Healthy Lung Month

October is Healthy Lung Month, a month-long recognition of the importance that our lungs play in our everyday lives. A big part of making sure our lungs stay healthy is by avoiding toxic substances, such as asbestos.

While there are many different chemicals and materials that can be dangerous when inhaled, asbestos is particularly heinous. It’s a known carcinogen, and it can also create other medical problems when breathed in. This article provides an overview of the three most dangerous lung-related conditions that asbestos can cause or contribute to.


As a rare form of cancer, not many people are aware of mesothelioma. However, it is one of the most deadly cancers, given its long latency period of between 10 and 50 years, and the fact that most people are diagnosed at a late stage, after it has spread throughout the body.

The thing is, mesothelioma is nearly always associated with a history of asbestos exposure. Medical studies have shown a clear link between mesothelioma and asbestos, even going into detail about how the asbestos can become embedded in mesothelial tissue and cause inflammation that eventually leads to the development of tumors.

Pleural mesothelioma is the most common form of the disease, and it originates in the linings of the lungs (known as the pleura). Normally, the pleura allows the lungs to move freely within the chest cavity as they expand and contract through normal operation.

Once asbestos becomes embedded in the pleura, however, problems start to occur. The tissue can become inflamed, and symptoms such as pleural effusion – fluid buildup around the lungs – can make it difficult for the individual to breathe. Over time, these symptoms will become worse and worse, and eventually part or all of a lung may need to be removed in an attempt to treat the disease.

Learn more about pleural mesothelioma >


Asbestosis is fibrosis of the lungs, which refers to the development of excessive connective tissue within the lungs. This often leads to scarring and inflammation within and around the lungs themselves, and it is sometimes a precursor to mesothelioma or various forms of lung cancer.

The first well-documented cases of asbestosis occurred about a century ago, when a woman who worked in an asbestos factory near London, England, died unexpectedly. An autopsy revealed massive scarring and fibrous tissue in her lungs due to her inhalation of asbestos, and the name “asbestosis” was given to her condition. Since then, numerous medical studies have been published on the link between asbestos and fibrosis of the lungs.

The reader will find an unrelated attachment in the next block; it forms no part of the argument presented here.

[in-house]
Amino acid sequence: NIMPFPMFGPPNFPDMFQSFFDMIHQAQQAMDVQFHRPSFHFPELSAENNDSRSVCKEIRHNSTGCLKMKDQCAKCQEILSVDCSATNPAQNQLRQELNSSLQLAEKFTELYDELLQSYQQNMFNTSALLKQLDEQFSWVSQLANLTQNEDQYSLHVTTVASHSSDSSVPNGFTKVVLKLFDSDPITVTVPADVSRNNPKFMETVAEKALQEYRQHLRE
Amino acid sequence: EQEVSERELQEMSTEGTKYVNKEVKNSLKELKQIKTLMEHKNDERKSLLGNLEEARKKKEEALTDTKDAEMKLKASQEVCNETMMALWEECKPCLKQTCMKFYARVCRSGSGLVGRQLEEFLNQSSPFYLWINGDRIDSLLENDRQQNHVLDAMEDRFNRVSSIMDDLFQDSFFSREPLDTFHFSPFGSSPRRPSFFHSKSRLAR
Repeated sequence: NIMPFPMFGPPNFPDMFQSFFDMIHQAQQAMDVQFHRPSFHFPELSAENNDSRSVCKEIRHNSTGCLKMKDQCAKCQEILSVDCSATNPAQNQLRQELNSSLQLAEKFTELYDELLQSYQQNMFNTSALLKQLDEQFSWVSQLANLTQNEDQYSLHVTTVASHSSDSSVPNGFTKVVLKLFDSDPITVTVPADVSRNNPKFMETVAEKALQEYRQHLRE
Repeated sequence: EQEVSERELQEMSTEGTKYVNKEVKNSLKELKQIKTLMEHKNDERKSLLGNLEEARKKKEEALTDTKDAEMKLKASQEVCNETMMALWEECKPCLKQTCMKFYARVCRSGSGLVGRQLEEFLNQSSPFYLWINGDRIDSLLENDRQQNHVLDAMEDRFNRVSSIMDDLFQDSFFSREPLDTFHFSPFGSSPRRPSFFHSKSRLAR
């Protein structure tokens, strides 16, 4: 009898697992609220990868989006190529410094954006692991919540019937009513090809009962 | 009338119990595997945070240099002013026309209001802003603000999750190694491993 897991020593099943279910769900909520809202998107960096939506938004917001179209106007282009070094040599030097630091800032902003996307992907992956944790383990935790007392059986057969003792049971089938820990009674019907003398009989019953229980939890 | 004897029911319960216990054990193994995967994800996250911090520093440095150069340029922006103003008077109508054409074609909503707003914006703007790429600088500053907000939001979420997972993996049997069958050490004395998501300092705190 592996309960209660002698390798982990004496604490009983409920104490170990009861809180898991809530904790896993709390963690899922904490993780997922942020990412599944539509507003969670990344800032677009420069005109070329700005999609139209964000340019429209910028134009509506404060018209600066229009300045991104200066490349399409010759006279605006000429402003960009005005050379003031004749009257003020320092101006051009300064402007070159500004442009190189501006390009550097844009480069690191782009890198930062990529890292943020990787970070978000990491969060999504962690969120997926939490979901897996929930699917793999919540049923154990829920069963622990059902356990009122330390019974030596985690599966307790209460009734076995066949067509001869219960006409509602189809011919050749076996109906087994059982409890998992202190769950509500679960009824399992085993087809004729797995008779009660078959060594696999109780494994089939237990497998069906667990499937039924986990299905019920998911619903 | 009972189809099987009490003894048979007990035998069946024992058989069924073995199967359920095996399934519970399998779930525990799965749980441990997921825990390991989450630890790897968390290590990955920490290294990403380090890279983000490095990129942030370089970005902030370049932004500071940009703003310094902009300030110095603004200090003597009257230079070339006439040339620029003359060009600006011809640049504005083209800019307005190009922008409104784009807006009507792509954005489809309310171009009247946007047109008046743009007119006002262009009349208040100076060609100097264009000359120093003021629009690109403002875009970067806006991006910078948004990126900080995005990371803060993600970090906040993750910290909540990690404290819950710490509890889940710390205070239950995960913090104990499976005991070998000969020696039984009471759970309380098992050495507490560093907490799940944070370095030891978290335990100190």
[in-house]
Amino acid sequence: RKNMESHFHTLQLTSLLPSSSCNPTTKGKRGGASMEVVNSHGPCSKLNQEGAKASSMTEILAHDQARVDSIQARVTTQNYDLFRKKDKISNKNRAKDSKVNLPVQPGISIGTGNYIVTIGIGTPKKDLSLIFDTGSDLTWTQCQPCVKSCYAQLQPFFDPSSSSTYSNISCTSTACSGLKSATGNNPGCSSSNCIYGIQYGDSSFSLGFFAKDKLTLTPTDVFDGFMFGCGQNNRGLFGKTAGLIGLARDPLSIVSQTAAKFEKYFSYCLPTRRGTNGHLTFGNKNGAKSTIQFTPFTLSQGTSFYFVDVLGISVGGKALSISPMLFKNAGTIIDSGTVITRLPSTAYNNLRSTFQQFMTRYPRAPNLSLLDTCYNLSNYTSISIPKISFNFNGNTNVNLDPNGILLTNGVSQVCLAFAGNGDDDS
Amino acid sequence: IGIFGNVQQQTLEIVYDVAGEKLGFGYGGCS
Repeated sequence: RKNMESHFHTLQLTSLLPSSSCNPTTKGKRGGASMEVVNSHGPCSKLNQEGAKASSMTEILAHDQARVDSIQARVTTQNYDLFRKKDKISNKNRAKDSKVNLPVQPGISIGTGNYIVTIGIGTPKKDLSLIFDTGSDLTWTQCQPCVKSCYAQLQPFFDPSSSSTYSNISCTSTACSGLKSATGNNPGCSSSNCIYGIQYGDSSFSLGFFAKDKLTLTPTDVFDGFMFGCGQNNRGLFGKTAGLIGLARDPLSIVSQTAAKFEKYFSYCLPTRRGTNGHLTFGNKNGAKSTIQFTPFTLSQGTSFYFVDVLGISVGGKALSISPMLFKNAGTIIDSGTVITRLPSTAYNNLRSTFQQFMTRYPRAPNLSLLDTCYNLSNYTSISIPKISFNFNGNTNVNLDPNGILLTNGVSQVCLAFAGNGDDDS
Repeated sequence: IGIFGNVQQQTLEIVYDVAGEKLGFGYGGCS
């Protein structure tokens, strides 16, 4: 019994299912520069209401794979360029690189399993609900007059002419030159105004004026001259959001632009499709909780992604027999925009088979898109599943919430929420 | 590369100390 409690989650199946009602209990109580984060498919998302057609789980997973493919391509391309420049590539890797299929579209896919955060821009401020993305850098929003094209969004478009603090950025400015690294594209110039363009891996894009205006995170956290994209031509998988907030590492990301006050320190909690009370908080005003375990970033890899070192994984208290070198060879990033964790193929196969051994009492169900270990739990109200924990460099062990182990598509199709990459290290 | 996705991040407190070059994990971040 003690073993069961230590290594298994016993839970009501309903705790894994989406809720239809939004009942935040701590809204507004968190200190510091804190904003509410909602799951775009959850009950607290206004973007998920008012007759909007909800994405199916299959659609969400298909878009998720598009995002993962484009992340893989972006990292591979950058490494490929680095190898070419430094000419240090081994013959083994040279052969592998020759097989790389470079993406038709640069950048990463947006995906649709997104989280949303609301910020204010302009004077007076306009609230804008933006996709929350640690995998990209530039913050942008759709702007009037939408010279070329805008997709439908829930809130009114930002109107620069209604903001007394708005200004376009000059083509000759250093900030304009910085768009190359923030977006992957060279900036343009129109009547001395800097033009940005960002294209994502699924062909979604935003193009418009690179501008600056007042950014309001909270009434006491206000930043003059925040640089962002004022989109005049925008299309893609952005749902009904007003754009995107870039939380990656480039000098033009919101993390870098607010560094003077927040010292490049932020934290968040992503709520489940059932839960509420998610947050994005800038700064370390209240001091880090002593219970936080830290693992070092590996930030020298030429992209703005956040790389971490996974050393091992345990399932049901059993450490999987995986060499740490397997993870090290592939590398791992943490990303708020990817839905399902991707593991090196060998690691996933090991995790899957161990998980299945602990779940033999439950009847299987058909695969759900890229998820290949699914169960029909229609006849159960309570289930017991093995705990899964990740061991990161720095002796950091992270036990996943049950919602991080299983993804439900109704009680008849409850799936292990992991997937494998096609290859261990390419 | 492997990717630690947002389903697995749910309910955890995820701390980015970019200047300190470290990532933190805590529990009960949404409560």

Asbestosis can often be mistaken for other lung-related conditions. One way that it is distinguished from other conditions is by looking for the presence of pleural plaques – which almost always indicate exposure to asbestos.

Unfortunately, as with mesothelioma, there is no cure for asbestosis. People who develop it may also be more susceptible to other illnesses, such as pneumococcal pneumonia, the flu, and certain forms of cancer.

Lung Cancer

Everybody knows that tobacco is the cause of lung cancer, right? As it turns out, that is not necessarily true.

A number of studies have shown that exposure to asbestos can increase the risk of developing lung cancer. While mesothelioma is the most common form of cancer associated with asbestos, lung cancer can still develop through the same mechanism of inflammation caused by inhaled asbestos fibers.

Note that smoking can still play a role in asbestos-caused lung cancer. Various studies have shown that people who both smoke and are exposed to asbestos have a much greater risk of developing lung cancer than either one of those factors alone. The effects of both smoking and asbestos exposure are multiplied significantly.

Like mesothelioma, asbestos-caused lung cancer can take many years to develop after the initial exposure.

Keeping Your Lungs Healthy

So, what can you do to help your lungs stay healthy? Here are some ideas:

Stay Away: Avoid asbestos as much as possible. There is still a lot of it out there, as it was used heavily as a construction material up to about the 1980s, and it has been found in plenty of new products even since then.

Protect Yourself: If you are remodeling, restoring, rebuilding, or doing any other form of construction at home or at work, make sure to protect yourself and your family from the dust that could contain asbestos.

Fight to Ban Asbestos: Despite all the dangers that asbestos poses to our lungs (and other parts of our body), it is still not banned in the United States. The Alan Reinstein Ban Asbestos Now Act of 2016, recently introduced in the Senate, would put an asbestos ban in place. Contact your senators to tell them you support this bill.